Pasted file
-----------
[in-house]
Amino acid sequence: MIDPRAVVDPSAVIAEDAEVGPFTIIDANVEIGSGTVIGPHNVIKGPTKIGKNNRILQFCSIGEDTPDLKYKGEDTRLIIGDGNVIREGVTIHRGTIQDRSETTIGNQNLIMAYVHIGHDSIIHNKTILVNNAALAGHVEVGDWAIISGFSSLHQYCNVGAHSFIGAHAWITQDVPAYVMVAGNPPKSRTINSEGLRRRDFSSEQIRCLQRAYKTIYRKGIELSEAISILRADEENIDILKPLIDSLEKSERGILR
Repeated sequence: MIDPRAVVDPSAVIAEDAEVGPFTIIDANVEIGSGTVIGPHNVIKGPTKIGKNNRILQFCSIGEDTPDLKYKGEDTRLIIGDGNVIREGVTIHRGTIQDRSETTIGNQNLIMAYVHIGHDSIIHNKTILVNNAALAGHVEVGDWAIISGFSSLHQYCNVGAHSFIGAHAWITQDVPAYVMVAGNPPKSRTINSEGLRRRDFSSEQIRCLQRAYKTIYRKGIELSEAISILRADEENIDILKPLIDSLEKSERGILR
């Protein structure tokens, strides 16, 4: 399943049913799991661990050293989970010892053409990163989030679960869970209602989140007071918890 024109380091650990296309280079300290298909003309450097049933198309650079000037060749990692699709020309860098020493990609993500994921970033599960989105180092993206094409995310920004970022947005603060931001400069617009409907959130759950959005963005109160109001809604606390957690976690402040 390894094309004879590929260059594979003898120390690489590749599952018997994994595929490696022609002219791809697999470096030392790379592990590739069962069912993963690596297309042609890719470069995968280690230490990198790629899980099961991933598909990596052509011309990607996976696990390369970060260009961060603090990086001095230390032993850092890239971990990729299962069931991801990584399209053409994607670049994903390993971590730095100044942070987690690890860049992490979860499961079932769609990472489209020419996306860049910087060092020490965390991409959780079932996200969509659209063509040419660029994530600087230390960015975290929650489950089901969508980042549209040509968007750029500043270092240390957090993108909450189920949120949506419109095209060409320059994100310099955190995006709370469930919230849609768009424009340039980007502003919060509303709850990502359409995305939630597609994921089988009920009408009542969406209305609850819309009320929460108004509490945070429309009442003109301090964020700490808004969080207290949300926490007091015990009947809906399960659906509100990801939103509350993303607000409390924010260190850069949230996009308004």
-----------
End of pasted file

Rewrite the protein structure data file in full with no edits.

[in-house]
Amino acid sequence: MIDPRAVVDPSAVIAEDAEVGPFTIIDANVEIGSGTVIGPHNVIKGPTKIGKNNRILQFCSIGEDTPDLKYKGEDTRLIIGDGNVIREGVTIHRGTIQDRSETTIGNQNLIMAYVHIGHDSIIHNKTILVNNAALAGHVEVGDWAIISGFSSLHQYCNVGAHSFIGAHAWITQDVPAYVMVAGNPPKSRTINSEGLRRRDFSSEQIRCLQRAYKTIYRKGIELSEAISILRADEENIDILKPLIDSLEKSERGILR
Repeated sequence: MIDPRAVVDPSAVIAEDAEVGPFTIIDANVEIGSGTVIGPHNVIKGPTKIGKNNRILQFCSIGEDTPDLKYKGEDTRLIIGDGNVIREGVTIHRGTIQDRSETTIGNQNLIMAYVHIGHDSIIHNKTILVNNAALAGHVEVGDWAIISGFSSLHQYCNVGAHSFIGAHAWITQDVPAYVMVAGNPPKSRTINSEGLRRRDFSSEQIRCLQRAYKTIYRKGIELSEAISILRADEENIDILKPLIDSLEKSERGILR
């Protein structure tokens, strides 16, 4: 399943049913799991661990050293989970010892053409990163989030679960869970209602989140007071918890 024109380091650990296309280079300290298909003309450097049933198309650079000037060749990692699709020309860098020493990609993500994921970033599960989105180092993206094409995310920004970022947005603060931001400069617009409907959130759950959005963005109160109001809604606390957690976690402040 390894094309004879590929260059594979003898120390690489590749599952018997994994595929490696022609002219791809697999470096030392790379592990590739069962069912993963690596297309042609890719470069995968280690230490990198790629899980099961991933598909990596052509011309990607996976696990390369970060260009961060603090990086001095230390032993850092890239971990990729299962069931991801990584399209053409994607670049994903390993971590730095100044942070987690690890860049992490979860499961079932769609990472489209020419996306860049910087060092020490965390991409959780079932996200969509659209063509040419660029994530600087230390960015975290929650489950089901969508980042549209040509968007750029500043270092240390957090993108909450189920949120949506419109095209060409320059994100310099955190995006709370469930919230849609768009424009340039980007502003919060509303709850990502359409995305939630597609994921089988009920009408009542969406209305609850819309009320929460108004509490945070429309009442003109301090964020700490808004969080207290949300926490007091015990009947809906399960659906509100990801939103509350993303607000409390924010260190850069949230996009308004």